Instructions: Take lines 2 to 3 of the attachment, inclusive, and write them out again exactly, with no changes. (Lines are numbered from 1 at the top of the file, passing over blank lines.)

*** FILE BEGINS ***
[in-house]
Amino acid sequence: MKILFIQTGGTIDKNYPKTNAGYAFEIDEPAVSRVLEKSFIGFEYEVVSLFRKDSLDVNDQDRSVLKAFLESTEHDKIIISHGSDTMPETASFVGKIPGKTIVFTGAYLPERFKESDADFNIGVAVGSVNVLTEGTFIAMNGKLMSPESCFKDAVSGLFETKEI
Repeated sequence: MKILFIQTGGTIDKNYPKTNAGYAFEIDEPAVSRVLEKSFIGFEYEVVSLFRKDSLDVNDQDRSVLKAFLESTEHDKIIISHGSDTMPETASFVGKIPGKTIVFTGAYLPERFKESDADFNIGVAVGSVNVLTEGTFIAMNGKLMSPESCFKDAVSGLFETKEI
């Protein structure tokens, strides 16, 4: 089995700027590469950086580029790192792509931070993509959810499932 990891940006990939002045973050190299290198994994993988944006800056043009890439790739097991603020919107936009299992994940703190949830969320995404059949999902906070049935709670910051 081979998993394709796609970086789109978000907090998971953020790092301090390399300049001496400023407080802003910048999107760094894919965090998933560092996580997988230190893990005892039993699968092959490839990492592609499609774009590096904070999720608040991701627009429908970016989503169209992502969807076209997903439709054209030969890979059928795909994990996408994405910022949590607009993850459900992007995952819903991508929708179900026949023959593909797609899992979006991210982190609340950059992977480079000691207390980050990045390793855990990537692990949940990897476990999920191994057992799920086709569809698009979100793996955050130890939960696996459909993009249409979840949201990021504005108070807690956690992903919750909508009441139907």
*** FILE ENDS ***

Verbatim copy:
Amino acid sequence: MKILFIQTGGTIDKNYPKTNAGYAFEIDEPAVSRVLEKSFIGFEYEVVSLFRKDSLDVNDQDRSVLKAFLESTEHDKIIISHGSDTMPETASFVGKIPGKTIVFTGAYLPERFKESDADFNIGVAVGSVNVLTEGTFIAMNGKLMSPESCFKDAVSGLFETKEI
Repeated sequence: MKILFIQTGGTIDKNYPKTNAGYAFEIDEPAVSRVLEKSFIGFEYEVVSLFRKDSLDVNDQDRSVLKAFLESTEHDKIIISHGSDTMPETASFVGKIPGKTIVFTGAYLPERFKESDADFNIGVAVGSVNVLTEGTFIAMNGKLMSPESCFKDAVSGLFETKEI